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Wood Shakes

Snapshot

If you’re looking for a commercial roof replacement material that is traditional and looks great over time, consider wood shakes! Shakes are split from wood blocks—making them less uniform in thickness than shingles. They are sometimes grooved and frequently have little taper. Shakes may be split, then sawn to provide taper as well as a relatively flat side, which is turned away from the weather during installation.

Details

Wood shakes and wood shingles are manufactured from western red cedar, cypress, pine and redwood trees. Shakes are split from logs and reshaped by manufacturers for commercial use. They are thicker at the butt end than shingles; generally one or both surfaces are split to obtain a textured effect. A split and resawn shake has a split face and sawn back. A taper sawn shake has a natural taper and is sawn on both sides. Wood shingles are sawn on both sides and have an even taper and uniform thickness. When applied to shingles, the industry terms “Perfection” and “Royal” mean 18 inch and 24 inch lengths, respectively.

Cedar shakes and cedar shingles are available pressure treated with fire retardants and chemical preservatives for increased fire resistance and to prevent premature rot and decay in some climates.

Pine shakes are made from southern yellow pine and are taper sawn. They also are available pressure treated with preservatives to protect against decay and insects. Interlayment felts are required for pine shakes.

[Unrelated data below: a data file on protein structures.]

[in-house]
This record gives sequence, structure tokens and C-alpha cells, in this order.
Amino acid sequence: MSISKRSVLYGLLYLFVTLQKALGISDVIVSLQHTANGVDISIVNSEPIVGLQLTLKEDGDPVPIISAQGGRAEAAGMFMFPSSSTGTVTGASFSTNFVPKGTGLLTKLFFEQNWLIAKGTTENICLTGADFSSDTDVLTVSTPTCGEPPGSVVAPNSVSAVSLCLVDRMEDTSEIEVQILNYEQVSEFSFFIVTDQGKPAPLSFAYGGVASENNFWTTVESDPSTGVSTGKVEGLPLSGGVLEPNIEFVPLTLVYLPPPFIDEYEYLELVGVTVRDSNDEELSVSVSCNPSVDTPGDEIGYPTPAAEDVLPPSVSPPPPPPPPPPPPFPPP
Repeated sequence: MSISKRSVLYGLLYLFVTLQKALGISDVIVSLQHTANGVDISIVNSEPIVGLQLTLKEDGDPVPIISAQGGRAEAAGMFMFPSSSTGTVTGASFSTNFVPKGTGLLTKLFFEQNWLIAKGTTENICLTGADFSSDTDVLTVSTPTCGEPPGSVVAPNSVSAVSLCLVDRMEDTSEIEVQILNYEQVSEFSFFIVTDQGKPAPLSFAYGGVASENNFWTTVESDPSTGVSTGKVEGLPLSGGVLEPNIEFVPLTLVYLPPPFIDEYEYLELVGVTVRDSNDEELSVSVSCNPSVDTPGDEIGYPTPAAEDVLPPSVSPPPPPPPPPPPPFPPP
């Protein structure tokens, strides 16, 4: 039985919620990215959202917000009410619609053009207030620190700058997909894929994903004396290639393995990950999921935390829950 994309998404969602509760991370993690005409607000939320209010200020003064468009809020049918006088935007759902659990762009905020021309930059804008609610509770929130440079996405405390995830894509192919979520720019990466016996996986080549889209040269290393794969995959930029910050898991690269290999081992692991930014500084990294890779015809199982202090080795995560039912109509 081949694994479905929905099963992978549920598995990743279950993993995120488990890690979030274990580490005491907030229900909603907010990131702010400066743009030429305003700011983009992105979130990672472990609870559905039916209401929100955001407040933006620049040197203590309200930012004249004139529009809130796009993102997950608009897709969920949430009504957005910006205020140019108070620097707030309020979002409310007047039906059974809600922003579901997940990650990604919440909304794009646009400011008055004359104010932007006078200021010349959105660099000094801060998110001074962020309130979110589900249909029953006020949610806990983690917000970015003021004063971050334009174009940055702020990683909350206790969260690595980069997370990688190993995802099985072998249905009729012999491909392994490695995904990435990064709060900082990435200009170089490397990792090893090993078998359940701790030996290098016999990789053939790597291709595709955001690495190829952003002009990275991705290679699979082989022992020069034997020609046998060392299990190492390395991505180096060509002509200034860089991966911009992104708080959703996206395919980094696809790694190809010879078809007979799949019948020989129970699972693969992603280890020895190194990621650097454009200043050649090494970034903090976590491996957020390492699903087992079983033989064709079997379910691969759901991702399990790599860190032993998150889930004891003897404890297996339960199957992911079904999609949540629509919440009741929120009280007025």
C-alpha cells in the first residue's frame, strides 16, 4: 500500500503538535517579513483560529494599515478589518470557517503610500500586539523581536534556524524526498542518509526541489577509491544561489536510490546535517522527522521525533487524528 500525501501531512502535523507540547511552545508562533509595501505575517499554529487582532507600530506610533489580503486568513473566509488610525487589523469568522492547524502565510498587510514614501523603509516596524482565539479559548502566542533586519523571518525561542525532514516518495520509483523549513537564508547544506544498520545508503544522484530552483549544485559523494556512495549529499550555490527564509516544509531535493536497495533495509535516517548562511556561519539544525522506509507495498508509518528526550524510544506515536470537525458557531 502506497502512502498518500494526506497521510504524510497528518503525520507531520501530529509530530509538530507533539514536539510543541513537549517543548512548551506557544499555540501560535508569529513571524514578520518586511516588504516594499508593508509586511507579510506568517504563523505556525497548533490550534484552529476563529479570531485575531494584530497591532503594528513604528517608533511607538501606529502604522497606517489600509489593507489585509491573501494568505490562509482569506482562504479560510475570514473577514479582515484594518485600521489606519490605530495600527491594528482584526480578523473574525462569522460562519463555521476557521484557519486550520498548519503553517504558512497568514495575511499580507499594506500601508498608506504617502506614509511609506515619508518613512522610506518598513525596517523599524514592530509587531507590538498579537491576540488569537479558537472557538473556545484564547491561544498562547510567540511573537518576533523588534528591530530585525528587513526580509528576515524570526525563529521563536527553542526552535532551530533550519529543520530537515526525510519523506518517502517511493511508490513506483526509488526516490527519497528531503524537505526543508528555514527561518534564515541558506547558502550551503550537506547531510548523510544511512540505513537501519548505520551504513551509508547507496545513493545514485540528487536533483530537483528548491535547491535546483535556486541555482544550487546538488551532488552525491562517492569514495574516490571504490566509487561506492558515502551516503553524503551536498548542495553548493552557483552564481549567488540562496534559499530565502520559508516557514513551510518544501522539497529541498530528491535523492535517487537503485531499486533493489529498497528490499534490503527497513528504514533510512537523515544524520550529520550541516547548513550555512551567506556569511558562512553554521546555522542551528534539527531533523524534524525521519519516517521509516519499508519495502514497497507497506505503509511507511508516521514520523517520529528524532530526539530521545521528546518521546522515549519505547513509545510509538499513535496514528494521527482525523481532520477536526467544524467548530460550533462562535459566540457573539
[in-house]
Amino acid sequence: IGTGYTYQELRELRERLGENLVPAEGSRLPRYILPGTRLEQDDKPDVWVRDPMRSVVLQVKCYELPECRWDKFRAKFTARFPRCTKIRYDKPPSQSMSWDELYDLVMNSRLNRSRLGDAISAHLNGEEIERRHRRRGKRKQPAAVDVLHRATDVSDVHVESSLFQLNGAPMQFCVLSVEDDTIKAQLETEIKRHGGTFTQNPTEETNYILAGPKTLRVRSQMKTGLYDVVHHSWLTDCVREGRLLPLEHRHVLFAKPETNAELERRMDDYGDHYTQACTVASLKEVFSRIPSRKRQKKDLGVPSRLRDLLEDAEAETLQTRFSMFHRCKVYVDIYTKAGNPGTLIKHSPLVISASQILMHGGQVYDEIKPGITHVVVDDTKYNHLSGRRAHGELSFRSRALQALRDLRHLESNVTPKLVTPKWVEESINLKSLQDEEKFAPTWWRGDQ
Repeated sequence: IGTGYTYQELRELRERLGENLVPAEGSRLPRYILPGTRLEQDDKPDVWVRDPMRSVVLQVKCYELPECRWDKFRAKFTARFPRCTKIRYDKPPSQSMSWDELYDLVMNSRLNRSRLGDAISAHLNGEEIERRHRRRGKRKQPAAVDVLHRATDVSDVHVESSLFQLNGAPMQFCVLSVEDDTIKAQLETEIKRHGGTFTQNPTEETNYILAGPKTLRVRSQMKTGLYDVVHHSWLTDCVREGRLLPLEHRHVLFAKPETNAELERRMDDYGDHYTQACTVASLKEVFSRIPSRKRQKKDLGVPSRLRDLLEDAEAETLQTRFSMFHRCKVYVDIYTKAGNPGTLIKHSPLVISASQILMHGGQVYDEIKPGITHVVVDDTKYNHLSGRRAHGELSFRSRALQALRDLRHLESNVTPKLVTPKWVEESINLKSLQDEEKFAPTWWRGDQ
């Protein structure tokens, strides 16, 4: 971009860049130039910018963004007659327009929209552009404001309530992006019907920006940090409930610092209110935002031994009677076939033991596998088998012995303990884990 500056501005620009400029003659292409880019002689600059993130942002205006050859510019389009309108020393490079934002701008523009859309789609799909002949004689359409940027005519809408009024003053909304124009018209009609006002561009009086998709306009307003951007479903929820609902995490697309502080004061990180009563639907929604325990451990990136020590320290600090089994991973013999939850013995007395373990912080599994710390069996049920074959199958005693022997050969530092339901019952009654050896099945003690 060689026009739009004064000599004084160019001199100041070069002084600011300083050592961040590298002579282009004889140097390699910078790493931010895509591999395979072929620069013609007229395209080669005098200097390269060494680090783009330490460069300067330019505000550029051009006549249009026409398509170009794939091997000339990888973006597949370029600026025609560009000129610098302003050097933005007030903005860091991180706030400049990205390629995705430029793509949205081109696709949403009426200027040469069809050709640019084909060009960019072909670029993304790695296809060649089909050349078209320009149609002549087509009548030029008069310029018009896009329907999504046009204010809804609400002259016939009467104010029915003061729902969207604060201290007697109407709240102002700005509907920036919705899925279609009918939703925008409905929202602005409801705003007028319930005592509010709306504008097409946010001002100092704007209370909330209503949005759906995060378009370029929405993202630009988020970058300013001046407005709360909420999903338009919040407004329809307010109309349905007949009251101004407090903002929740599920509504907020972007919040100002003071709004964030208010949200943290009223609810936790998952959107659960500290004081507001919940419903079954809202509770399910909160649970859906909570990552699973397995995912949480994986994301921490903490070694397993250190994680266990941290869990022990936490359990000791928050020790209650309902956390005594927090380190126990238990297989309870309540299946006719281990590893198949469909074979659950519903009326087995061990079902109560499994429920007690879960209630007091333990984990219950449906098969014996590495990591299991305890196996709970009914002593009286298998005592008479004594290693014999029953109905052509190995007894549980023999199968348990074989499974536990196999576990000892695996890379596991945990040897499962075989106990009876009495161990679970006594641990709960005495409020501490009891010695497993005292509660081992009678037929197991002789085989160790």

Wood roof systems may be applied over continuously or closely spaced wood decking or over a spaced, sometimes referred to as “skipped,” sheathing. Solid roof decking or sheathing should be used in areas of the roof deck where an ice dam protection membrane is required.

The most common materials used for roof decks are plywood or oriented strand board (OSB). When plywood is used, NRCA recommends the use of a minimum 15/32 thick or 1/2 inch nominal exterior-grade plywood for 16-inch rafter spacings and 5/8 inch nominal thickness for 24-inch rafter spacings. For OSB, NRCA recommends a minimum 15/32 inch thick or 1/2 inch nominal exterior-grade OSB for 16-inch rafter spacings.

Wood roofing may be attached to a roof deck with noncorroding, galvanized steel or stainless steel nails or noncorroding metal staples. A minimum of two fasteners should be used to attach each shake or shingle. Nails should be long enough to penetrate through all layers of roofing materials and extend through the underside of the roof deck or penetrate at least 3/4 inch into wood plank or board decks.

Benefits

  • Rustic aesthetic and beauty
  • Resistant to severe weather and wind
  • Durable
  • Energy efficient—provides natural insulation
Wood shakes
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